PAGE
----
COFFEE farmers in the Rwenzori mountainous sub-region have a reason to smile after the recent introduction of a new Arabica coffee variety. Each coffee tree of the new variety yields 4kg compared to the old variety that produces 2kg.
“This new coffee variety (SL14) is also resistant to various diseases, has a good aroma and is drought-resistant. Unlike the old varieties that take three to five years to mature, this one takes two years,” said Tress Bucyanayandi, the agriculture minister.
The minister said every village in the benefiting districts will have a nursery operator of the new variety. He was speaking to Kasese and Kamwenge farmers and district officials recently during the launch of a sh2b coffee development project.
The minister noted that the project will get additional support from Uganda Coffee Development Authority on technical issues including the coffee value chain, increased production and strengthening the management of farming cooperatives.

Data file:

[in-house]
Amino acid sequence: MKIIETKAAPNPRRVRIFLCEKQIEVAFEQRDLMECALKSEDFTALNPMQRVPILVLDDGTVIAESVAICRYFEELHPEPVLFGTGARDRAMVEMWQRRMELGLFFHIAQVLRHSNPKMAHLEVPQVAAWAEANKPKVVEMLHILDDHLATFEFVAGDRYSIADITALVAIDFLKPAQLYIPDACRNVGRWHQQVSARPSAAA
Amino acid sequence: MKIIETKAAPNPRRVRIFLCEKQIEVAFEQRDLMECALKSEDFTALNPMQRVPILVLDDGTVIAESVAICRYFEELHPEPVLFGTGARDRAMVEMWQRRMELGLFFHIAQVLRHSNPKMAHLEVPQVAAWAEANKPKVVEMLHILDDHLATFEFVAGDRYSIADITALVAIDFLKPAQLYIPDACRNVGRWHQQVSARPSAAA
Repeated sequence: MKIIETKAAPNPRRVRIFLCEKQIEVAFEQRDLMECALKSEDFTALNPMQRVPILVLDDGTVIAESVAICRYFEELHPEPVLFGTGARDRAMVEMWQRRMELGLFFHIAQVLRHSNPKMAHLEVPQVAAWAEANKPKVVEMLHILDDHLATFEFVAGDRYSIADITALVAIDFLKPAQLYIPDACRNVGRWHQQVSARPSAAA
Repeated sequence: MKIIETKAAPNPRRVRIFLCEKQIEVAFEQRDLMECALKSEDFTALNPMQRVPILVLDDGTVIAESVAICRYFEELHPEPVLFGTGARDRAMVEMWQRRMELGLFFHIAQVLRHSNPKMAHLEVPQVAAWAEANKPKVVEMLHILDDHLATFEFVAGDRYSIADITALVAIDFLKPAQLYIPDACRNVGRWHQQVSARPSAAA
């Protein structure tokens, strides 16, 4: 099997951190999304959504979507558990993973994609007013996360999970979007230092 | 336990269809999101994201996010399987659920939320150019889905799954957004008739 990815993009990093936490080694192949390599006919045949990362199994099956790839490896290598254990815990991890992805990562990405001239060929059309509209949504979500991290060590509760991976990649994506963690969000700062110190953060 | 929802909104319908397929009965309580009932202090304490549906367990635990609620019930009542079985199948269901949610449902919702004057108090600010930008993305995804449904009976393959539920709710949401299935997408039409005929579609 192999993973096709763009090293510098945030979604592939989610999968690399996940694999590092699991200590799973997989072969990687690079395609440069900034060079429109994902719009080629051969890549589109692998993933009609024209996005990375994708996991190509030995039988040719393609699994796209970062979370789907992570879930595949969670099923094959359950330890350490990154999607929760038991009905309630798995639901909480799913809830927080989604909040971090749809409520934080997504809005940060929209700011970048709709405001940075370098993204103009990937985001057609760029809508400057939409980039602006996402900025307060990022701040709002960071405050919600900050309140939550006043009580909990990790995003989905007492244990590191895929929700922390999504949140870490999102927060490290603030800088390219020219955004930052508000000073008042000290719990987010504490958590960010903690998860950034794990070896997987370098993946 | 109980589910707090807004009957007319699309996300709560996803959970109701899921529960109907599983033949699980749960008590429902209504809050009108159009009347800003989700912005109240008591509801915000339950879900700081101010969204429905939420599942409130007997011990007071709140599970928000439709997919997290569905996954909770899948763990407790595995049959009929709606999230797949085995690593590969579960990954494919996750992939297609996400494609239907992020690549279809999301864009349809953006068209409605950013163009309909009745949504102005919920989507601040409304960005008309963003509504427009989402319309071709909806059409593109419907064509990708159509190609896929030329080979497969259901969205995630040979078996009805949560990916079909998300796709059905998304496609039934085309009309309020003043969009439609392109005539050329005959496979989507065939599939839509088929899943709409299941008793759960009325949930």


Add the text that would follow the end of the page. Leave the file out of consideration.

Bucyanayandi noted that coffee research sites in the country have also been given special status and have been beefed up with more research scientists.
He urged farmers to add value to their coffee, saying a kilogram of processed coffee would fetch sh30,000 compared to sh4,500 for unprocessed coffee.
Dr. Crispus Kiyonga, the defense minister and Bukonzo West MP, decried the poverty levels in Kasese and urged the people to work hard to break the cycle.
“Land is getting scarce and yet people are having more children. This has resulted into land fragmentation. And instead of the stipulated five years, our target is to have this coffee planted within two years,” he said.
Kiyonga noted that the project is expected to fetch about sh60b per annum, compared to cotton, which brings only sh10b to their coffers.
The new seedlings will replace 60% of the old coffee trees in Kasese district, which have been devastated by the coffee wilt disease and leaf rust. Most of these trees were planted during the colonial times.
Lafarge East Africa (Hima Cement) chief executive officer Hussein Mansi said the project would boost the income of over 45,000 smallholder farmers.
“Over 14,200,000 coffee seedlings will be distributed to coffee farmers through their farmer groups,” he said.
Mansi added that Hima Cement, who are behind the project, would also benefit from the increased coffee production by accessing coffee husks more easily. Husks are used as an alternative source of energy in the factory.
From: New Vision